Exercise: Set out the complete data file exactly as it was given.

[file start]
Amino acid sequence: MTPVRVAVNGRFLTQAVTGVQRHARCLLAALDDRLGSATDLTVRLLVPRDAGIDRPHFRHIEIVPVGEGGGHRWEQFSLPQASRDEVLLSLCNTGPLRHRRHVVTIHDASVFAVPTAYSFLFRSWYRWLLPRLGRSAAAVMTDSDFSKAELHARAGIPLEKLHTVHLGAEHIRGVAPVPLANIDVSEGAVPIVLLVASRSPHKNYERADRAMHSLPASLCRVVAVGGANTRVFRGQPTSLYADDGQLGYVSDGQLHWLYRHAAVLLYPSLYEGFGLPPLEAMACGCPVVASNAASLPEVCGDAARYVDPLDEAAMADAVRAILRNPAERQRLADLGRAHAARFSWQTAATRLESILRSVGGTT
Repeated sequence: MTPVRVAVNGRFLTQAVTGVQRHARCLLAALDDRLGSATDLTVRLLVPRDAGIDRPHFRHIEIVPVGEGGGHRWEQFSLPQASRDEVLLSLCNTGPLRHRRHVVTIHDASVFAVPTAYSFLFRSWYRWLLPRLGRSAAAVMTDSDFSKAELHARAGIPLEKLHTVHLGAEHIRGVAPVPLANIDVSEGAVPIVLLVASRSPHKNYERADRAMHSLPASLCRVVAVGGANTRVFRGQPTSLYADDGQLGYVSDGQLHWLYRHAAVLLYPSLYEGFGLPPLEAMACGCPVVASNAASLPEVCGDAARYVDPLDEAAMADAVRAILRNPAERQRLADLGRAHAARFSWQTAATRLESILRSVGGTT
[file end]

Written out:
Amino acid sequence: MTPVRVAVNGRFLTQAVTGVQRHARCLLAALDDRLGSATDLTVRLLVPRDAGIDRPHFRHIEIVPVGEGGGHRWEQFSLPQASRDEVLLSLCNTGPLRHRRHVVTIHDASVFAVPTAYSFLFRSWYRWLLPRLGRSAAAVMTDSDFSKAELHARAGIPLEKLHTVHLGAEHIRGVAPVPLANIDVSEGAVPIVLLVASRSPHKNYERADRAMHSLPASLCRVVAVGGANTRVFRGQPTSLYADDGQLGYVSDGQLHWLYRHAAVLLYPSLYEGFGLPPLEAMACGCPVVASNAASLPEVCGDAARYVDPLDEAAMADAVRAILRNPAERQRLADLGRAHAARFSWQTAATRLESILRSVGGTT
Repeated sequence: MTPVRVAVNGRFLTQAVTGVQRHARCLLAALDDRLGSATDLTVRLLVPRDAGIDRPHFRHIEIVPVGEGGGHRWEQFSLPQASRDEVLLSLCNTGPLRHRRHVVTIHDASVFAVPTAYSFLFRSWYRWLLPRLGRSAAAVMTDSDFSKAELHARAGIPLEKLHTVHLGAEHIRGVAPVPLANIDVSEGAVPIVLLVASRSPHKNYERADRAMHSLPASLCRVVAVGGANTRVFRGQPTSLYADDGQLGYVSDGQLHWLYRHAAVLLYPSLYEGFGLPPLEAMACGCPVVASNAASLPEVCGDAARYVDPLDEAAMADAVRAILRNPAERQRLADLGRAHAARFSWQTAATRLESILRSVGGTT